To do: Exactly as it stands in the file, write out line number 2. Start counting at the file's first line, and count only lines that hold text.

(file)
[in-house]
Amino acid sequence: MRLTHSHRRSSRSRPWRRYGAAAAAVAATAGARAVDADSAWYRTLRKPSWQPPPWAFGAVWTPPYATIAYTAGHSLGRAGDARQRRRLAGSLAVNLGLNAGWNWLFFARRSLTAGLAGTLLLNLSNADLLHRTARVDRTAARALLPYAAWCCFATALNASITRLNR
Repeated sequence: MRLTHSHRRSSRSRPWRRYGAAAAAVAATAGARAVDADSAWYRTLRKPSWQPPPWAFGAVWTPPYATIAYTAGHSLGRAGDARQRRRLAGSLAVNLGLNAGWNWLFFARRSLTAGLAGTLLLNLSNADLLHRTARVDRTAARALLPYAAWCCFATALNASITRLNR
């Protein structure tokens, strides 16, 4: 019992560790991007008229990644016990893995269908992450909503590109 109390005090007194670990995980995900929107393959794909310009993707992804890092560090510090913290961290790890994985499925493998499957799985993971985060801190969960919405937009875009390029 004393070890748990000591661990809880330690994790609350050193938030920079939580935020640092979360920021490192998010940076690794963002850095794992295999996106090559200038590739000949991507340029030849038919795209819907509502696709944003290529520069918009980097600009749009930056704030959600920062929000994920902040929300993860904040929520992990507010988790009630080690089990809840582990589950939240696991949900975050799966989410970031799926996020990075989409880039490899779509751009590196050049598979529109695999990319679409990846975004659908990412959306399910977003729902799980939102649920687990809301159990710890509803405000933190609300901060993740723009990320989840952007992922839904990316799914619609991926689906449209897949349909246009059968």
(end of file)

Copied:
Amino acid sequence: MRLTHSHRRSSRSRPWRRYGAAAAAVAATAGARAVDADSAWYRTLRKPSWQPPPWAFGAVWTPPYATIAYTAGHSLGRAGDARQRRRLAGSLAVNLGLNAGWNWLFFARRSLTAGLAGTLLLNLSNADLLHRTARVDRTAARALLPYAAWCCFATALNASITRLNR